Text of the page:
Manage your costs

One of the key aspects to maintaining a positive cashflow is to manage your costs.

Far too many business owners allow their costs of escalate and don’t have the time to consider whether they are still receiving value for money.

Consider car insurance for a moment. It is an annual cost and relatively cheap, but every years most of us spend a couple of hours trawling the internet comparison sites whilst trying to save a few £’s.

But how many entrepreneurs accept their bank changes or challenge their business rates, let alone compare office or liability insurances?

When we review business costs we often see where people are paying for services they no longer use or are paying too much for services they can acquire elsewhere.

Yes, value plays a part, but generally speaking, minimising costs is key to sound cash flow management. The less you spend, the easier it is to remain profitable and keep your cash flow healthy.

As an entrepreneur you should have a good business reason for every penny your business spends.

To do this you should at least annually, or preferably quarterly assess your business costs to find out what you’re buying, how much you’re paying and what value this brings.

Do you find yourself buying things you don’t need or paying too much for things you do need?

Could you get better value from another supplier?

Do you know why your costs have increased and what has happened to drive these costs up?

If you see your costs increasing and can’t control them but want to remain profitably then there is only one thing you can do to compensate, increase your prices.

If you need your business to reduce its costs, do you know how to?

We always start by obtaining employee buy-in and asking team members for their suggestion. As they are ‘close to the coalface‘ then they often know more than the business owner about why they buy certain things but more often than not there is a disconnect between that thing and its cost, or value.

This is where you can improve your profitability and improve your culture.

Allow members of your team to contribute. Give them autonomy for buying decisions and hold them accountably for those decisions.

We don’t advocate buying cheap, as you’ll often buy twice in that case. But we are huge proponents of seeking value throughout the supply chain.

By giving team members purchasing ability (within a given framework) and then seeking their input you begin to foster the culture of inclusivity and teamwork and very soon your team will feel a belonging.

Find out who has the best relationship with your suppliers and set up meetings to find out how you could get better value from them, not just in terms of price, but perhaps credit terms, or delivery lead times, after all, if you never ask then you’ll never get.

If you find that you can’t negotiate better deals, explore your options with other suppliers, as it could make a huge difference to your profitability.

Speak to your customers too.

More often than not you’ll find that you are spending money to provide them with things that you consier are valuable but things that they dont use or consume,  don’t want or  don’t need. Yes, there are always things of value some may consume, but do they all benefit from what costs you time and money to give them? (We like to think that you all enjoy ProfitMakers – If you’d like your free copy then visit here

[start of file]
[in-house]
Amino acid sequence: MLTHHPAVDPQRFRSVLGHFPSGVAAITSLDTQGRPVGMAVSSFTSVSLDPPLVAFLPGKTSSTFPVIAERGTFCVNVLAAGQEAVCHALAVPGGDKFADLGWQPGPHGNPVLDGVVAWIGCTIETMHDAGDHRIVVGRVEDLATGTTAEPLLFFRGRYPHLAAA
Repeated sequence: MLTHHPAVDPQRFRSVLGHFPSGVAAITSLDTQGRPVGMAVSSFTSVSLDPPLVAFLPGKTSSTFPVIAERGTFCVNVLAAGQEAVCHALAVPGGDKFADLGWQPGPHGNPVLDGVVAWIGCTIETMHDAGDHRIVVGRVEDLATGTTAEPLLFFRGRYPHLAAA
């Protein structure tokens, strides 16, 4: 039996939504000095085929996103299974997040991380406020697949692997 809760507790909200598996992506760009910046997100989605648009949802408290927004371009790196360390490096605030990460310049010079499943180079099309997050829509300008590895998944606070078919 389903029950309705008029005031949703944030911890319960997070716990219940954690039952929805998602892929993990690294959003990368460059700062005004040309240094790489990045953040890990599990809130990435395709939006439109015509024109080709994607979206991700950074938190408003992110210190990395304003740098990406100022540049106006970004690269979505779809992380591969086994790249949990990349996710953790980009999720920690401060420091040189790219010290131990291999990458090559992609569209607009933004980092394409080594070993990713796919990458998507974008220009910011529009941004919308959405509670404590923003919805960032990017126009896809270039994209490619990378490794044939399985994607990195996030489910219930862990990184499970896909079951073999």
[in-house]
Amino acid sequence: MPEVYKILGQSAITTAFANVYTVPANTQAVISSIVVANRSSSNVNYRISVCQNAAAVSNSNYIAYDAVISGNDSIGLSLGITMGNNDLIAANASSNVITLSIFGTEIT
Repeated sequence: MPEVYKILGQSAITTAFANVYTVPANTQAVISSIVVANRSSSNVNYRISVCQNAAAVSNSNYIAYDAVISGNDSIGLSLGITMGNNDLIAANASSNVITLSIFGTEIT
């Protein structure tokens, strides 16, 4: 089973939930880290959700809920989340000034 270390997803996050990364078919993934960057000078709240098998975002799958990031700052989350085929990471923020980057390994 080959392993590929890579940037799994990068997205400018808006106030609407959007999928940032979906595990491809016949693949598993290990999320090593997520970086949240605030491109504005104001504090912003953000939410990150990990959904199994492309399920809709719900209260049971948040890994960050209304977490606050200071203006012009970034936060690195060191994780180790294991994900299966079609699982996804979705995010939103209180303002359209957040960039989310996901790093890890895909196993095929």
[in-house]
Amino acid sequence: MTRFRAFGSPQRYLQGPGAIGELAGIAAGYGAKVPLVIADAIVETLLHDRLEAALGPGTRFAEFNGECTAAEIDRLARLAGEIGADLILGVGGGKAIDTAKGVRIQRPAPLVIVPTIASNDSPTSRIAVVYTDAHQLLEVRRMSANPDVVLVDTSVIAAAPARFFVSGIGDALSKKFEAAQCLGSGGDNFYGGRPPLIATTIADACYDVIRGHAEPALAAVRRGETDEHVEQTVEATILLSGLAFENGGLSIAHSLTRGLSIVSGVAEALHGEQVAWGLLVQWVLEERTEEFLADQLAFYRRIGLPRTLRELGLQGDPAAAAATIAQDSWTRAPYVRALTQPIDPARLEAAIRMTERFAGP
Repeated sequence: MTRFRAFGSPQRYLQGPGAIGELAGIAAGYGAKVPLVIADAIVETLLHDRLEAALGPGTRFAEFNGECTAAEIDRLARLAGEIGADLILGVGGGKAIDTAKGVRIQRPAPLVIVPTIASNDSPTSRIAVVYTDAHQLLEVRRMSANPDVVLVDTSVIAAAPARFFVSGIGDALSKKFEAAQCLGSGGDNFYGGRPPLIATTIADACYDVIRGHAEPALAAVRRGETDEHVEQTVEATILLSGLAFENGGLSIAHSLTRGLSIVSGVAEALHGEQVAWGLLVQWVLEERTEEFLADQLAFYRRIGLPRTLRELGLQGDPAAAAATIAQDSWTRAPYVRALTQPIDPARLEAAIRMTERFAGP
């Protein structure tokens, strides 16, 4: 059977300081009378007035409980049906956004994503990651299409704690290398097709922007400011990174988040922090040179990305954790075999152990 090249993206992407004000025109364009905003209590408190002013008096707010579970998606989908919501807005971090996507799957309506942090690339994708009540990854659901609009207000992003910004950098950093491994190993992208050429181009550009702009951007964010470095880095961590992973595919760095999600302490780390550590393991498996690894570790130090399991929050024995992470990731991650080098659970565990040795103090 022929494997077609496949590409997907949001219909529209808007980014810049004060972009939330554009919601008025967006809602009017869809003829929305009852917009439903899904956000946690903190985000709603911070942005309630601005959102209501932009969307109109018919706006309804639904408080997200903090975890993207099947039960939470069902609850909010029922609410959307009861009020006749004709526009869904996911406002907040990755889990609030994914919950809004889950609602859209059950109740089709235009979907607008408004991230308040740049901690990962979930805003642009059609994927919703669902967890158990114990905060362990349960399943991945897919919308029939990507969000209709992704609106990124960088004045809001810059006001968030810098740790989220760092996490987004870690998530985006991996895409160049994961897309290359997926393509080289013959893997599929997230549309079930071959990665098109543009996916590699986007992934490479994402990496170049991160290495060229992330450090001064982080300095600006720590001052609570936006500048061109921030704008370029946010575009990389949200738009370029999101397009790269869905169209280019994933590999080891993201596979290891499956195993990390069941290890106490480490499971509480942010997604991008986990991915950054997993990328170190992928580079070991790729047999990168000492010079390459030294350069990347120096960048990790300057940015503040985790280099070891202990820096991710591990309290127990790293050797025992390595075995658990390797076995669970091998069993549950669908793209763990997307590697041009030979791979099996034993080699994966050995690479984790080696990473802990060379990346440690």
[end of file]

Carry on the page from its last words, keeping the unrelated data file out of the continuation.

Other savings could be significant, but have a much longer lead time, for example could you move to cheaper premises without it affecting your ability to operate and make sales?

General business overheads are well worth a visit as often significant savings can be made on utilities, insurance, telecoms and broadband – so shop around and regard no cost as fixed

If you don’t have time to shop around, then visit Utilitas Solutions who specialise in reducing business overheads.

Lastly, what about staffing and wages?

You may regard your staff as a fixed costs but have you looked at what they do?

If you utilise our Productive Profit Plan then you’ll quickly see what functions performed by your staff in house could be better dealt with by outsourcing or working with freelances to drive cost efficiencies.

Cost cutting often involves having to make tough decisions and the biggest ones are when you realise that some customers are more hassle than they’re worth.

This is a key metric to monitor in every business, just which customers are profitable for you?

 

If you want to increase your profitability, then start by assessing your costs.

Consider:

  • Are you making best use of technology?
  • Could your systems be more efficient?
  • Are you wasting money on marketing?
  • Are you staff being fully utilised?

They key task is to produce a cost-cutting plan with detailed targets that does not affect your business output.

We do not advocate to a ‘slash and burn’ approach as before making any cuts you need to ensure that you’ve thought through as many of the likely implications.

Cutting too deeply in the wrong places can severely damage your business.

But cutting in the right places by the right amount can leave your business stronger